How about all the damage claims cases in the courts? We’ve perhaps lost our incredulity for suits against the tobacco companies. But how about the new crop of suits against the fast food companies because they somehow misled people about the fact that their food is not really that good for you and (horrors) the customers became fat.
Recently a person sued his neighbor because that neighbor’s dog bit him. And he won! Despite the fact that he was in the neighbor’s yard at the time within the reach of the dog who was tied up, and was throwing rocks, antagonizing the dog!
Then we’ve got the welfare class. My mother taught school in the inner city, and would sometimes ask kids what they wanted to do when they grew up. They would sometimes reply, “Get high and get drunk.” These kids’ parents had been on welfare their entire lives and these kids expected to do the same. Why work or learn or achieve anything in class?
What we have in the U.S. today is a selfishness crisis. And believe me, this did not exist in any way, shape or form 227 years ago.
We have a generation, many of whom are looking for a way to bleed the system to get their “fare share.” We could call them the “entitlement class.” But it goes beyond the welfare class to people with jobs and careers, looking for some way to “cash in” in some way. There are many variations, but the common denominator is people looking for a way to get some kind of a free ride, in a manner in which they did not work for it or earn it.
This reaches even to the tops of corporate America, with the recent bunch of corporate executives and CEOs that had a lapse of ethics and conscience and seem to have forgot such annoying things as laws, in the interest of their own personal fortunes. Enron et al.
I’m not necessarily saying we are at the “selfishness” part of Tytler’s cycle. We might have gone past that point. But we are at least up to that point. And complacency, apathy and dependence are not far behind. You could argue that some people today, such as those who have been on welfare for years, are in the dependence part of the cycle. I know that we had federal welfare reform passed a few years ago and that things are improving somewhat in that zone, but there’s no question that dependency has become a way of life for a certain portion of our citizenry.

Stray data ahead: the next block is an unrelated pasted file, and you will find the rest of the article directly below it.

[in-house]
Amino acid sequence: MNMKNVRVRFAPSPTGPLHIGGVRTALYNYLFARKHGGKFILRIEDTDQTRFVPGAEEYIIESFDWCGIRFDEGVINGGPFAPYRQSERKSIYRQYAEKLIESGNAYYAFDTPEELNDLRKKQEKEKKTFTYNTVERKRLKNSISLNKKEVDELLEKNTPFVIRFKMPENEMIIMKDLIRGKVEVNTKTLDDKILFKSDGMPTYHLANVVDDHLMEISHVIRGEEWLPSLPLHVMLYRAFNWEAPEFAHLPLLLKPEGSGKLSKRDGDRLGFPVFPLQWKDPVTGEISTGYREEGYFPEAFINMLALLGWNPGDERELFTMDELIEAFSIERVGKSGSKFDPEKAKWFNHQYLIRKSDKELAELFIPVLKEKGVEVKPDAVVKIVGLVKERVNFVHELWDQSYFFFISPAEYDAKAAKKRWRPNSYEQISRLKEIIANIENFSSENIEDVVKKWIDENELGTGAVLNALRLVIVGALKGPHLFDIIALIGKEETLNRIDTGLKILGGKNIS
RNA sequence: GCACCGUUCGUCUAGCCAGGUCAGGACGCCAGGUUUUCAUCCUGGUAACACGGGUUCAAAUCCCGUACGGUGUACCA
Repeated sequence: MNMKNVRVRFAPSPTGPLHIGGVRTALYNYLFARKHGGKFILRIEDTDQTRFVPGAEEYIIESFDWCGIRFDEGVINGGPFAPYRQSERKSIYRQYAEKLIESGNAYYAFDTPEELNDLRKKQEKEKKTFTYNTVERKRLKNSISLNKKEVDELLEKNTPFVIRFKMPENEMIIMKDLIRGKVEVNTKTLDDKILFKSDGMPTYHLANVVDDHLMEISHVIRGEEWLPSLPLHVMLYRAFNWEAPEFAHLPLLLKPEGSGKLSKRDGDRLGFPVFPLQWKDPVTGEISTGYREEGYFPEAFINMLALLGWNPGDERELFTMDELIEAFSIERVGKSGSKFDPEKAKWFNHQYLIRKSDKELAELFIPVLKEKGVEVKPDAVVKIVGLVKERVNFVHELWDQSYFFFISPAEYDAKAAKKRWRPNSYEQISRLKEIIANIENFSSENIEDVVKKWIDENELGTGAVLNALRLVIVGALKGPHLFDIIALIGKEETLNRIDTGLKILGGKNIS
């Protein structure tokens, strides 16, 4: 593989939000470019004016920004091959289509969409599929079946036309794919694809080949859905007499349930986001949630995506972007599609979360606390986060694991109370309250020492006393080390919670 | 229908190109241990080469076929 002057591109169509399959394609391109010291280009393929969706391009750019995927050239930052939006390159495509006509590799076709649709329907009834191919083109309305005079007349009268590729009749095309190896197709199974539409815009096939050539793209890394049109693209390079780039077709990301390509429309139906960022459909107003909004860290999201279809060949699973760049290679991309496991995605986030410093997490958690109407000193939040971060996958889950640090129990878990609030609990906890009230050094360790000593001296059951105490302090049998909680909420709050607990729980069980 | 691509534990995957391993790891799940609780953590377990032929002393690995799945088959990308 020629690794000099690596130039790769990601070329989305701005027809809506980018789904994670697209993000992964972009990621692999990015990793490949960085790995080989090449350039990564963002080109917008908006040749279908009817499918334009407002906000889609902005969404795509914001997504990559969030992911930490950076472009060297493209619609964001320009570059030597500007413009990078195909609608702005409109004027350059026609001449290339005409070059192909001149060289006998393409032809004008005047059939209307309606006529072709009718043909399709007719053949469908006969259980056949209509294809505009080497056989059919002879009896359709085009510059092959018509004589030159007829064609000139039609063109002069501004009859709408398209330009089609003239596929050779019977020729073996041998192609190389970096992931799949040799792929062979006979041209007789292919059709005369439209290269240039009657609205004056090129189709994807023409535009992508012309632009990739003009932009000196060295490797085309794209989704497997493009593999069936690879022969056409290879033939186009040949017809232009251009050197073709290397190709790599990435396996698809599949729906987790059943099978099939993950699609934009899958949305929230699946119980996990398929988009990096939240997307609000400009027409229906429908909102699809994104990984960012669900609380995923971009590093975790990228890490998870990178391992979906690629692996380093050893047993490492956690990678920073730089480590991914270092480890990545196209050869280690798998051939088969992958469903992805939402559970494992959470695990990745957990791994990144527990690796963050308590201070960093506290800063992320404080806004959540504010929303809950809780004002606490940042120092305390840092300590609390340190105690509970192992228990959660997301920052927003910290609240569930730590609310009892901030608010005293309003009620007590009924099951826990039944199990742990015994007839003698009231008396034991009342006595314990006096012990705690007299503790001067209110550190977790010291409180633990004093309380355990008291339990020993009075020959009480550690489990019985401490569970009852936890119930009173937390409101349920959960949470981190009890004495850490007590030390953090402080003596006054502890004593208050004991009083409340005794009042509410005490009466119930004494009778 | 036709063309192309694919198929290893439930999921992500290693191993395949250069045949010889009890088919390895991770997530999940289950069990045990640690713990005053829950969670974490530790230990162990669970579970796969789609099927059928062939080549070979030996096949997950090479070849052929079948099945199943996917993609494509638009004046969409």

And when a people becomes completely dependent, they can be made into slaves. Rather easily.
Since learning of this Tytler cycle, hearing the lecture myself and meeting Dr. Brooks, and discussing the issue with friends, I’ve been grappling with the idea that our country may go through a major crisis within the next 30-50 years.
As someone who feels that the United States is without a doubt the best form of government ever seen on this planet, the idea of such a crisis that could lead to what Tytler called “bondage” is very painful.
And yet, we can see the signs. Welfare recipients on the dole for life, people suing others for wacky reasons just so they can “cash in,” state legislators and judges insisting that we must give billions in free benefits to illegal aliens, the concept of personal responsibility becoming a foreign concept, insurance claim fraud accounting for one third of all claims in California – all of these things weaken the group, the group of the USA. These examples penalize the ones who work hard and try to build a society, because these entitllement types are tearing it down. Those who take responsibility are hurt.
So is the cycle inevitable? Are we heading down the drain in the next few years? I wish I had the answer.
But I will say that I don’t believe in the inevitability of our collapse. I don’t think we can believe in it or that it’s sane to believe in it. Otherwise that puts us squarely in the apathy part of the cycle. So I believe we have to assume it’s not inevitable.
We need to educate people on the importance of ethics, of contributing rather than just taking, on insisting that people work for and exchange for what they receive. Only in that way can we reverse this slide. And I believe we can.